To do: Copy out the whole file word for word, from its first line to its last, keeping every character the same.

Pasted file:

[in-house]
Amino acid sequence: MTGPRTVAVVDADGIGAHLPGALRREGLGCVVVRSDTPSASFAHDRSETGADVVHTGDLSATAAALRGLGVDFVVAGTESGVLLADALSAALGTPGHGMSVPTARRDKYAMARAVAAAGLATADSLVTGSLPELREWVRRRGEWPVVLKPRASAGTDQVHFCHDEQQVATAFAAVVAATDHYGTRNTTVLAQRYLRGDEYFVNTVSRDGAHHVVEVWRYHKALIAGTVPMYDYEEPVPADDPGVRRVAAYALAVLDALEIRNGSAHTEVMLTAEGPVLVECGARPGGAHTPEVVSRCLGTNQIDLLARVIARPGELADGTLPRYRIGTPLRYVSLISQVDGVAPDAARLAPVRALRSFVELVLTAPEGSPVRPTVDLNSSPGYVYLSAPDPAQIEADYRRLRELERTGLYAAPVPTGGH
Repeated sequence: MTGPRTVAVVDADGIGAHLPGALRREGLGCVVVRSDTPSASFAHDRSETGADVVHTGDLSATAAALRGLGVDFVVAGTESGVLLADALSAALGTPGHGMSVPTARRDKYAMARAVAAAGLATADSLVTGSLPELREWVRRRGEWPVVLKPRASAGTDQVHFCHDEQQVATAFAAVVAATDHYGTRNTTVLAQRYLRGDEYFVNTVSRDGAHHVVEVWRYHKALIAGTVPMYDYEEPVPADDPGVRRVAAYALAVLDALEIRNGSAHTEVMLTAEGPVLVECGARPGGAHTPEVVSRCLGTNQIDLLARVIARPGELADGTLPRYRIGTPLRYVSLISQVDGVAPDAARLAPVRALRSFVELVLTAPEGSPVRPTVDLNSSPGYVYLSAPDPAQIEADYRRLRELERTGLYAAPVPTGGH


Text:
[in-house]
Amino acid sequence: MTGPRTVAVVDADGIGAHLPGALRREGLGCVVVRSDTPSASFAHDRSETGADVVHTGDLSATAAALRGLGVDFVVAGTESGVLLADALSAALGTPGHGMSVPTARRDKYAMARAVAAAGLATADSLVTGSLPELREWVRRRGEWPVVLKPRASAGTDQVHFCHDEQQVATAFAAVVAATDHYGTRNTTVLAQRYLRGDEYFVNTVSRDGAHHVVEVWRYHKALIAGTVPMYDYEEPVPADDPGVRRVAAYALAVLDALEIRNGSAHTEVMLTAEGPVLVECGARPGGAHTPEVVSRCLGTNQIDLLARVIARPGELADGTLPRYRIGTPLRYVSLISQVDGVAPDAARLAPVRALRSFVELVLTAPEGSPVRPTVDLNSSPGYVYLSAPDPAQIEADYRRLRELERTGLYAAPVPTGGH
Repeated sequence: MTGPRTVAVVDADGIGAHLPGALRREGLGCVVVRSDTPSASFAHDRSETGADVVHTGDLSATAAALRGLGVDFVVAGTESGVLLADALSAALGTPGHGMSVPTARRDKYAMARAVAAAGLATADSLVTGSLPELREWVRRRGEWPVVLKPRASAGTDQVHFCHDEQQVATAFAAVVAATDHYGTRNTTVLAQRYLRGDEYFVNTVSRDGAHHVVEVWRYHKALIAGTVPMYDYEEPVPADDPGVRRVAAYALAVLDALEIRNGSAHTEVMLTAEGPVLVECGARPGGAHTPEVVSRCLGTNQIDLLARVIARPGELADGTLPRYRIGTPLRYVSLISQVDGVAPDAARLAPVRALRSFVELVLTAPEGSPVRPTVDLNSSPGYVYLSAPDPAQIEADYRRLRELERTGLYAAPVPTGGH